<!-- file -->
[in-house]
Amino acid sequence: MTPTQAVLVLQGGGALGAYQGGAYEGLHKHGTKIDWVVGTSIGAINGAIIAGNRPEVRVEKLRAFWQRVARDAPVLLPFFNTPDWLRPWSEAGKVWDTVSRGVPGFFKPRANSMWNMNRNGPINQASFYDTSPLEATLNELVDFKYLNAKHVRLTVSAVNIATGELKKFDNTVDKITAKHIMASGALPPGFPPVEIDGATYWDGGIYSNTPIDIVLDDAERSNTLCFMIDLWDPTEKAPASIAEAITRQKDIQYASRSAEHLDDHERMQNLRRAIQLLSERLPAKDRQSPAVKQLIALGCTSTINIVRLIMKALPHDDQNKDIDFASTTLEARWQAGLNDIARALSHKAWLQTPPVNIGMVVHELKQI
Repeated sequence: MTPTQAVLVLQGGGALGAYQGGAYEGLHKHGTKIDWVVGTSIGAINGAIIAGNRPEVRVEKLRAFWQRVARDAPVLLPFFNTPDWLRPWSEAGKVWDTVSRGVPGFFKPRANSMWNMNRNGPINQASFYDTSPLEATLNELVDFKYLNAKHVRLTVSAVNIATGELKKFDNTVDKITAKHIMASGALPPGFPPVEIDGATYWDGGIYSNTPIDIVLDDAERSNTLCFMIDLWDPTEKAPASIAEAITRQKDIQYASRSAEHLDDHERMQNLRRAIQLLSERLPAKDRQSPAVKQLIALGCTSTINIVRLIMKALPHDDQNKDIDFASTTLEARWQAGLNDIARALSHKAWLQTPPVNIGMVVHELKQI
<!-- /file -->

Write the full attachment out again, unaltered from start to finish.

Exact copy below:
[in-house]
Amino acid sequence: MTPTQAVLVLQGGGALGAYQGGAYEGLHKHGTKIDWVVGTSIGAINGAIIAGNRPEVRVEKLRAFWQRVARDAPVLLPFFNTPDWLRPWSEAGKVWDTVSRGVPGFFKPRANSMWNMNRNGPINQASFYDTSPLEATLNELVDFKYLNAKHVRLTVSAVNIATGELKKFDNTVDKITAKHIMASGALPPGFPPVEIDGATYWDGGIYSNTPIDIVLDDAERSNTLCFMIDLWDPTEKAPASIAEAITRQKDIQYASRSAEHLDDHERMQNLRRAIQLLSERLPAKDRQSPAVKQLIALGCTSTINIVRLIMKALPHDDQNKDIDFASTTLEARWQAGLNDIARALSHKAWLQTPPVNIGMVVHELKQI
Repeated sequence: MTPTQAVLVLQGGGALGAYQGGAYEGLHKHGTKIDWVVGTSIGAINGAIIAGNRPEVRVEKLRAFWQRVARDAPVLLPFFNTPDWLRPWSEAGKVWDTVSRGVPGFFKPRANSMWNMNRNGPINQASFYDTSPLEATLNELVDFKYLNAKHVRLTVSAVNIATGELKKFDNTVDKITAKHIMASGALPPGFPPVEIDGATYWDGGIYSNTPIDIVLDDAERSNTLCFMIDLWDPTEKAPASIAEAITRQKDIQYASRSAEHLDDHERMQNLRRAIQLLSERLPAKDRQSPAVKQLIALGCTSTINIVRLIMKALPHDDQNKDIDFASTTLEARWQAGLNDIARALSHKAWLQTPPVNIGMVVHELKQI